We sat and lamestormed the subjects of our upcoming blogs. Pedicures lamenting… lame. Opinions on ink cartridges… lame. Could cracking one’s knuckles be flirting… lame. Finally we decided that we’d write something about ourselves that no one knows.
My mother shared with me her great gift of baking. I adored baking. Hung around the kitchen and underfoot, constantly wanting to learn to bake various types of cookies, new types of cakes and pies. Nothing was from a cook book, everything was from her head with a lot of improvisation.
At the same time my dad share with me the gift of loving animals. We had a cat at one time, a dog, a hamster, a guinea pig and, of course an assortment of goldfish. Life gave me the gift of imagination. Creativity was my muse and took me through many an adventure, albeit often only part reality.
One day, while still at a young age, I begged my mom to allow me to make all by myself my dad his favorite cookie, oatmeal raisin. She was hesitant at first, but I was also relentless. She went over and over the ingredients, stipulating how important it was to not leave anything out. She talked about taking care with oven mittens and hot cookie pans. I listened attentively and the moment arrived, I got to bake the cookies all by myself. I was tickled, and dad often came into the kitchen to ask if they were done yet, for the sweet aroma had filled the house.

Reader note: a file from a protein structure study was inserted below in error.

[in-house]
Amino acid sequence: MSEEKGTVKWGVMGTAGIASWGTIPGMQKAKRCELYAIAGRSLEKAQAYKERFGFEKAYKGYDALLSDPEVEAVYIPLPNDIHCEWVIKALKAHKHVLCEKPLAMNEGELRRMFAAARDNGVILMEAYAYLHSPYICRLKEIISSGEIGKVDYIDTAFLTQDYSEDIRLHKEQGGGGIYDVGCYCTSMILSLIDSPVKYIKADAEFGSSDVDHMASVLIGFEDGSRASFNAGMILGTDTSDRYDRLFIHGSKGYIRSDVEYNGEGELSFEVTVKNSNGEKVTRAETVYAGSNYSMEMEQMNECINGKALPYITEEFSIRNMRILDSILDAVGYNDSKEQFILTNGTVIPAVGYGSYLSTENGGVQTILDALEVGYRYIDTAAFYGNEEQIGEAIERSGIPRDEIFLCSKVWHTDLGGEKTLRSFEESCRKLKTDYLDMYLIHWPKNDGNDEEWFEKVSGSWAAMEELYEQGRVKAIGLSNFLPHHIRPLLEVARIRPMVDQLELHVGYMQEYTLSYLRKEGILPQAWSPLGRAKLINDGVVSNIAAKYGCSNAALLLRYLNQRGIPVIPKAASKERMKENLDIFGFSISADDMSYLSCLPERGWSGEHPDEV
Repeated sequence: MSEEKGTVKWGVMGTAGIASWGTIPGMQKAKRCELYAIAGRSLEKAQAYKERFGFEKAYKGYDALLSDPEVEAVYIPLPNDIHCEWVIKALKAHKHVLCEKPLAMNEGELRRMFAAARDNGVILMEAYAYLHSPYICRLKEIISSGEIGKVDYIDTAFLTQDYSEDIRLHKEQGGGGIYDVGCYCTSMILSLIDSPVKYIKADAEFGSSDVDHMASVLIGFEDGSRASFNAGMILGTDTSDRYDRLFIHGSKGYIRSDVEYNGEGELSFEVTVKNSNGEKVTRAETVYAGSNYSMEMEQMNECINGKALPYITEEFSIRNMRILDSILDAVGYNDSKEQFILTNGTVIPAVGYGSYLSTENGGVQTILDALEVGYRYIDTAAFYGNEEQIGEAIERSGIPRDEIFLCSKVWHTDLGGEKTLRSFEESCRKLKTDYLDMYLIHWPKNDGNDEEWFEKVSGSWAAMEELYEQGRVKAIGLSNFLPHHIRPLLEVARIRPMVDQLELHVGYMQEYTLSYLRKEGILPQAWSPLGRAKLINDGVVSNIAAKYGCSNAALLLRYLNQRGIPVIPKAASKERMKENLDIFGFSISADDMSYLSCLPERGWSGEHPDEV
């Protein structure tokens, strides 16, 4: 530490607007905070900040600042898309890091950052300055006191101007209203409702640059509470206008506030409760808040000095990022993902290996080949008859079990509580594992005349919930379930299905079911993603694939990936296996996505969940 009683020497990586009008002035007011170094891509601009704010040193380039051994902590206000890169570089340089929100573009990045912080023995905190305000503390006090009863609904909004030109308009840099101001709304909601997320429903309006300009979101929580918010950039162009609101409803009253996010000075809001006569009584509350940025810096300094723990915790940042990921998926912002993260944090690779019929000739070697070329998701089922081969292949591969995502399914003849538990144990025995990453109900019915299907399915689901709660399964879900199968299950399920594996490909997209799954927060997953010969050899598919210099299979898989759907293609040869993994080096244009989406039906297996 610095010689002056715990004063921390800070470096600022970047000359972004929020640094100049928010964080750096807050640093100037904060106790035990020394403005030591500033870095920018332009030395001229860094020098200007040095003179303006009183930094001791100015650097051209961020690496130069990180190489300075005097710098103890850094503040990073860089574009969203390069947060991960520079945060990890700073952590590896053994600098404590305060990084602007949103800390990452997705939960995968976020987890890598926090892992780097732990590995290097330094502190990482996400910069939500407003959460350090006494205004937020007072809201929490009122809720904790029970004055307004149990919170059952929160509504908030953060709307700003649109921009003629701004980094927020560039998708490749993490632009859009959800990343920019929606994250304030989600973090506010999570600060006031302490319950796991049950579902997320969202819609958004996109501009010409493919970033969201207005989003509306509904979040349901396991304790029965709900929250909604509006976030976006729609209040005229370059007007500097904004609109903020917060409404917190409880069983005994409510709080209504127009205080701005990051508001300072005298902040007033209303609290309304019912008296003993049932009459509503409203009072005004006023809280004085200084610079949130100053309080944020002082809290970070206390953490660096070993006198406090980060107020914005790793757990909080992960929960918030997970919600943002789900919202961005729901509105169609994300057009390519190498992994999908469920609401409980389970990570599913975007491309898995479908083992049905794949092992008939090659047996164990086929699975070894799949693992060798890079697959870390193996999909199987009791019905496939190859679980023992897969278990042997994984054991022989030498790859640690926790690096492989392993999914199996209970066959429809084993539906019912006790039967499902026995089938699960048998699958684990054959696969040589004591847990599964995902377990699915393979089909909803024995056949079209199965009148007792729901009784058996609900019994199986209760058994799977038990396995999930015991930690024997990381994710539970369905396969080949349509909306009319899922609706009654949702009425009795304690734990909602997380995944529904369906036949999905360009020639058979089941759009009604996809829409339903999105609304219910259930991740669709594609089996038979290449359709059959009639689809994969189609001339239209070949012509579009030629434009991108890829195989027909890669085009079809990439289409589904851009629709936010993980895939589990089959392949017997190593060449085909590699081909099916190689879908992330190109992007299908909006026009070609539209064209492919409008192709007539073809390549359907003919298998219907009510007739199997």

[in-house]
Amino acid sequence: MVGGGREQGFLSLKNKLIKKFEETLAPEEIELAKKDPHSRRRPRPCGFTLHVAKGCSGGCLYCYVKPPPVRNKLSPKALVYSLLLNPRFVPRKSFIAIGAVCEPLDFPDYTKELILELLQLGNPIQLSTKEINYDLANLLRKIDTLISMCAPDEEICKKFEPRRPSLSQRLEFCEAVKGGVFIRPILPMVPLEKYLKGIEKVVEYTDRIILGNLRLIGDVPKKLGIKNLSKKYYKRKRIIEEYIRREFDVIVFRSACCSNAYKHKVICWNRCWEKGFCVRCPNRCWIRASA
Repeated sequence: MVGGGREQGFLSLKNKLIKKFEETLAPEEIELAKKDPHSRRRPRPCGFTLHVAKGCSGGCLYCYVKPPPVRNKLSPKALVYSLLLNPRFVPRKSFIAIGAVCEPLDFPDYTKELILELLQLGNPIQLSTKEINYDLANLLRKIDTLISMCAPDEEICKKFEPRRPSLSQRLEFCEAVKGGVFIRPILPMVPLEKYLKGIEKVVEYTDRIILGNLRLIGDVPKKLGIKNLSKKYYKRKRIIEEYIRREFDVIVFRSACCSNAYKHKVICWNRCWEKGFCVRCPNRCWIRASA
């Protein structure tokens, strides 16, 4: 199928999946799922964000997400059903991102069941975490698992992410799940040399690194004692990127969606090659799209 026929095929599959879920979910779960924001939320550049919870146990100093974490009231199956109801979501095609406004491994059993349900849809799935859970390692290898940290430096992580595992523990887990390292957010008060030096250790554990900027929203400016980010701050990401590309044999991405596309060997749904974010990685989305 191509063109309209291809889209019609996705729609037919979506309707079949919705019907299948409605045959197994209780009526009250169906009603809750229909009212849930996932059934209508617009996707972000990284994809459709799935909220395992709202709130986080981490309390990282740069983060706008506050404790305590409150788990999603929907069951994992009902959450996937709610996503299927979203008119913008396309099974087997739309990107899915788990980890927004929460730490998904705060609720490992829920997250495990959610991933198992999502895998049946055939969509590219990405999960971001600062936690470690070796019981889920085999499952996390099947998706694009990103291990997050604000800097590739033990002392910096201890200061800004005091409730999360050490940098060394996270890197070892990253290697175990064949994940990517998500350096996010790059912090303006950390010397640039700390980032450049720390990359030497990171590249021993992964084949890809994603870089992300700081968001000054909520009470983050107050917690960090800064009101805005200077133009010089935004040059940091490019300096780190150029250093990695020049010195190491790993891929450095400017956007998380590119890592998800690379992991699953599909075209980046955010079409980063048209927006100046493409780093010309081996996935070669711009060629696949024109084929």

I carefully placed each cookie on a plate in a perfect pyramid and carried them into my dad. They were still a little warm. He sat there eagerly anticipating the treat with a glass of skin milk, though he not a dunker, just a washer-down sort. He took his first bite, blinking in amazement, swallowing and then regaling me with praise. I watched happily as he ate every last cookie, pouring glass after glass of milk, and then shoving the cookies into his mouth one after the other as I continued to watch, refusing to miss a moment of his delight. Afterward, he gave be a big hug and thank you. Only, as he walked away he had a strange look.
At the time, I couldn’t help wondering if it had anything to do with my one improvisations. And until now, this very moment, I never told a soul what that improv had been, nor would I have ever but Zi charged me with sharing something that no one knows about me. I have. We had been out of raisins, so I used my guinea pig ’s poop. After all, they looked just like raisins to a girl my age. I always wondered, did my dad know, and if he did, what a wonderful man he must have been.
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